To these men, hoping against hope that something will be done, what a hollow mockery it must be to be told that the committee has decided that the price of gasoline is reasonable 1 I am willing for the moment to grant it is reasonable so far as the Imperial Oil Company is concerned, but I contend that neither we as parliament nor the government are under any obligation to see that the Imperial Oil Company makes either a good or a reasonable or any .profit in these times. In better times that is a matter we should consider, because we want industry stimulated, but in these days we are in a world-slashing competition, where everything is being sold below cost, and each can buy the other's product below cost. That is not desirable, and we would not grudge paying more for the other fellow's commodities so long as he was paying more for ours. But when we have to accept a lower price on our product, we should not have to pay a high price or even a reasonable price to the oil companies. That is where the error comes in. The premises are wrong when we are told that this must be applied only to oil. If for oil, why not for wheat? Let us carry the thing further. Let us be consistent. Either let all buy at low prices or let us have fictitious prices created by law for the benefit of us all. If I had had anything to do with the investigation of gasoline prices I would not have worried about costs at all. I would have said to the oil companies: What are your prices? If you like to give us your costs, well and good. That is a matter of interest, but it does not greatly affect this issue. We want your prices. Then I would have easily checked them up, yes, and checked them up without spending ten thousand dollars. Then I would have taken steps to ascertain what genuine competing companies were prepared to put gasoline down at, not companies ostensibly competing in Canada but actually engaged only in distribution, because it was admitted in the evidence that

one company dominated the prices of them all. Then I would have, gone to some foreign country, if there was no competition in Canada, to Peru, the United States, the West Indies, Roumania, even to Russia if that were necessary, and I would have asked for their prices and I would have got them. Then I would have come back to the big company in Canada and I would have told them that the law of trade is the law of the survival of the fittest. I would have said: These are the competing prices you must meet. We would like to see you get the business at these prices. Meet those prices inside of two weeks, or we shall recommend the government to take the dumping duty off. If that had been done, we would not have the situation we have in Canada to-day.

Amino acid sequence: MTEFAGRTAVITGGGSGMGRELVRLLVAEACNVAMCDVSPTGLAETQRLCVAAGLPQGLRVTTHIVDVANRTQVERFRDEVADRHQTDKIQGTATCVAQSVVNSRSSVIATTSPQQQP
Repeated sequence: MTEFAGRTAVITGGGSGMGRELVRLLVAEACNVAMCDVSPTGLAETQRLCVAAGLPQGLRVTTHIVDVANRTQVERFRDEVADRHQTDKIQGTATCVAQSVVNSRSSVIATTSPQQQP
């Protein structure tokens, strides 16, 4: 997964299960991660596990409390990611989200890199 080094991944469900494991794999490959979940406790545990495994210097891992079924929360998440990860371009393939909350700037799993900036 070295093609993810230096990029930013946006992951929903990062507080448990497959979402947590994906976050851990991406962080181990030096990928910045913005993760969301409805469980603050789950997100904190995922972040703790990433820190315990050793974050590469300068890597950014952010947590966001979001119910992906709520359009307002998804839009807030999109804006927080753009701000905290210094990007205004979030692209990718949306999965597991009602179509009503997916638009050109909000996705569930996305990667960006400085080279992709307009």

That, Mr. Speaker, is practically the case for the fishermen. I have put it poorly; I have not had time to do it justice. Their situation is desperate. Are we going to help these men to help themselves, or are we just going to give them this miserable dole, letting their boats deteriorate-and they deteriorate very quickly when tied up-letting their nets deteriorate as they do even more rapidly when not in use; letting their gear go down and letting the morale of the men go down, because a fisherman working with a pick and shovel on the road is like a fish out of water. Better give him a little help and encourage him to go on and let someone else go in the bread line if he has to.

I very much regret to have had to take up time at this late hour, because I know the desire of hon. members to get home, but I felt it was my duty to bring this matter to the attention of this house and of the government. The situation of the fishermen is desperate, and I fear for the future because desperate men will do desperate things. There is the situation, and I put the responsibility up to the government. If the oil companies would help along the lines of the suggestions made to me .it might help, but it is only a supposition. If we cannot get some definite assurance, let us take some steps to reduce the duty and take off the dumping duty and thereby fulfil the promise made to us by the Prime Minister in September, 1930, when he said-I could quote Hansard, I have it here-there will be no increase in prices because of an increase in the tariff. When my hon. friend from Shcl-burne-Yarmouth (Mr. Ralston) and myself pleaded with the government to exempt the fishermen the Prime Minister said that it was unnecessary to talk of such a thing because there was not going to be any increase in prices. Possibly there has not been, but the